RJ M (ca) wrote: Filmed in 1985, and dumped into a handful of theaters 2 years later, grossing less that one million dollars at the box office, this is probably the least known Kevin Bacon movie ever. Bacon plays a driven outdoorsman who takes groups of young men up into the mountains to learn how to survive. He also happens to be a boderline sociopath. When one kid, played by Sean Astin, continually challenges Bacon's leadership, things take a dangerous, even violent turn. A strong support cast of young actors makes for believable characters that involve you in the story. There's also tremendous cinematography of the wilderness and mountainsides. A lively, if very dated, 80's soundtrack keeps things moving, and keep the goings on from becoming TOO heavy handed. Bacon gives a strong performance, but it's also the weak link in the chain, because we never really know if his character is trying to teach the boys to survive on their own wits...or flat out insane. But for anyone who is a fan of the outdoors, the visuals are more than enough to sustain you for the ride.

James F (ca) wrote: pretty good, early Tommy Lee and Linda

Michael H (mx) wrote: Trashy Seventies exploitation with aspirations beyond it's limited sights

Danny M (us) wrote: Dear White People Director Reccomendation

Jacob B (us) wrote: Showcasing many themes and messages of war's impact on a person and how masculinity and hierarchy in war is a path to destruction, Platoon is a masterpiece of war films and deserves it's place among the greats. If only Willem Defoe was in it a little longer...A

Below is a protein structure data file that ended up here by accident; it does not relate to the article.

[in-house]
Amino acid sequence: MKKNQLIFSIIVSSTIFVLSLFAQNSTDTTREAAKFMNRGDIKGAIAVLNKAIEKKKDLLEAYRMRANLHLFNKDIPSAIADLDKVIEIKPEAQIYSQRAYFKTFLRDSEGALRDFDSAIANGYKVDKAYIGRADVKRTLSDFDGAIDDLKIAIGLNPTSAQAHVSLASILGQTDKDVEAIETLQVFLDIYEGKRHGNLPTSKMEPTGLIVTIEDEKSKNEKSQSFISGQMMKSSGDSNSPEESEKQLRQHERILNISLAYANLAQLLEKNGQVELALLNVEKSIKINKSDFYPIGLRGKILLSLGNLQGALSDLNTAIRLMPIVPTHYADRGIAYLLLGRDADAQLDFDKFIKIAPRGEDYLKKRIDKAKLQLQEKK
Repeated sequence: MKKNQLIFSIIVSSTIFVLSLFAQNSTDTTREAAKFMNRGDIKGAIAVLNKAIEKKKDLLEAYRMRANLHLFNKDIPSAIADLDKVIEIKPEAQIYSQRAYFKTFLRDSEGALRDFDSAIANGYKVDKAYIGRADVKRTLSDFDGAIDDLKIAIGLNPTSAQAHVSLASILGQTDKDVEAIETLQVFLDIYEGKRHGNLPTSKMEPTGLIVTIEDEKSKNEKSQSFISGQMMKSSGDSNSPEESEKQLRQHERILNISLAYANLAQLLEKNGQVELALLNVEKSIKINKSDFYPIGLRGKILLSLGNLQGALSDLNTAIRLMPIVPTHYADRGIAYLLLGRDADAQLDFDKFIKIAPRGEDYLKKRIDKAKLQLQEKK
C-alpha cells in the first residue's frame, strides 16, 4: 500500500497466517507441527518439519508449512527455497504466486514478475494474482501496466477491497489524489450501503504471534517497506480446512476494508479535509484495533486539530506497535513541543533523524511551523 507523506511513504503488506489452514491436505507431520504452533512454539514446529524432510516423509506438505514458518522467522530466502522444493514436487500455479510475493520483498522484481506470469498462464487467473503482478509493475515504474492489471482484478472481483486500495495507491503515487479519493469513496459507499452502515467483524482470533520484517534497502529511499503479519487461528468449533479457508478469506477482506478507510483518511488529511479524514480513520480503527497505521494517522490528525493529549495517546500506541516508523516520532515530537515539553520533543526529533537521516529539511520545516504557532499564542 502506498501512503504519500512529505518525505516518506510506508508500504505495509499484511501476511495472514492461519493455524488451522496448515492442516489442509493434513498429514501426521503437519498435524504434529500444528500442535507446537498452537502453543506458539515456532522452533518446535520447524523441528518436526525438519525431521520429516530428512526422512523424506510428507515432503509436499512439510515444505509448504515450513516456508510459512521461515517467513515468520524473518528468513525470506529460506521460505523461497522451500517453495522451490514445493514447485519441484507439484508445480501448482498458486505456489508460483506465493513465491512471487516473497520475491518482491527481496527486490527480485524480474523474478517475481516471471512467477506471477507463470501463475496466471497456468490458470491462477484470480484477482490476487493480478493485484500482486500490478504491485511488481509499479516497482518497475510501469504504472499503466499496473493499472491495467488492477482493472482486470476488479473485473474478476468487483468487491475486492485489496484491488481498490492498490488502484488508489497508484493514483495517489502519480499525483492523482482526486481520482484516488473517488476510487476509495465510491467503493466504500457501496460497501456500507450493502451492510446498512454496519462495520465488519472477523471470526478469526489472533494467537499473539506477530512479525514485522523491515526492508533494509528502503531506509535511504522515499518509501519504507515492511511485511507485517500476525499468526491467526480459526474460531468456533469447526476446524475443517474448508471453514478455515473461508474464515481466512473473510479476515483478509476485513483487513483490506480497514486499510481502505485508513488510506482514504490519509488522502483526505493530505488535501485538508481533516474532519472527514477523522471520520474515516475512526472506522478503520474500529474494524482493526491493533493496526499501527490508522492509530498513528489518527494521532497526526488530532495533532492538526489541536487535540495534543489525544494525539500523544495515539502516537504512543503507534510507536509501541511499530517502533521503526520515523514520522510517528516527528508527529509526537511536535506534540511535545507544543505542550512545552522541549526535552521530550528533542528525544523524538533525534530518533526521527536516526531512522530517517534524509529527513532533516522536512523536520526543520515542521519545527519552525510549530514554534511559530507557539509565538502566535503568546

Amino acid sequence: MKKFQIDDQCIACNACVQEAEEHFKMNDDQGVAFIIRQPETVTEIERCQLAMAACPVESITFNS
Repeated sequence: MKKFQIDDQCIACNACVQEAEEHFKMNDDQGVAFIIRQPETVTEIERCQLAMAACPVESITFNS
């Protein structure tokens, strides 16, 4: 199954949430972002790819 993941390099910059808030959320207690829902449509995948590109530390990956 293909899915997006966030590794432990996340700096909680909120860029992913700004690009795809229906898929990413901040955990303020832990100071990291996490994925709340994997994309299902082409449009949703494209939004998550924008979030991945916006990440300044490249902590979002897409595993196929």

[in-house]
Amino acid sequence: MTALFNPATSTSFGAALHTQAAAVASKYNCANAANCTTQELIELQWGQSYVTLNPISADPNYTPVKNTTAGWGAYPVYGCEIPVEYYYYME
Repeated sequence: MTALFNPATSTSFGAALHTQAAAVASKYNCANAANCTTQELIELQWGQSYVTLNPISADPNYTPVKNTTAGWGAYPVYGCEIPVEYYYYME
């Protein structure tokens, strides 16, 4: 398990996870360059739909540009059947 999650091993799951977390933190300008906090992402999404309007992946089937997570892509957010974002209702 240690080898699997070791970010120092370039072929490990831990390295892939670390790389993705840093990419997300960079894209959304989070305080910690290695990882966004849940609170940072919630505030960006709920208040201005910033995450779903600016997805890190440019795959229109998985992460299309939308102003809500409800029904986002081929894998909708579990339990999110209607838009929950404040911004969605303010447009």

Devynn B (kr) wrote: Wow. This movie is a great time. It is even more enjoyable if you watch the TV show first. It was great.

Thomas W (ca) wrote: In Their Skin wishes that it were a tense psychological thriller but it is more annoying and boring than anything else as it is yet just another "home in the woods" horror flick that feels like it has been done before. After the tragic death of their daughter, the relatively affluent Hughes family decides that the best way to "get their lives back" is to grieve "off the grid" (of course ... as it is necessary for this specific genre) in their nice summer/vacation home by a random lake in the middle of the woods. The married couple (Joshua Close [The Exorcism of Emily Rose] and Selma Blair [Hellboy]) struggle to reconnect both emotionally and intimately and their living son is just kind of there. When a chipper yet incredibly and uncomfortably odd family shows up offering them some chopped wood (?), they are invited over to the house for dinner and ... well, the new family (James D'Arcy [Hitchcock] and Rachel Miner [The Black Dahlia]) wants more than dinner. They want the Hughes' lives! Even though parts of In Their Skin are superior to other very similar films of this type, predictability in this genre is a killer more deadly than smiling neighbors.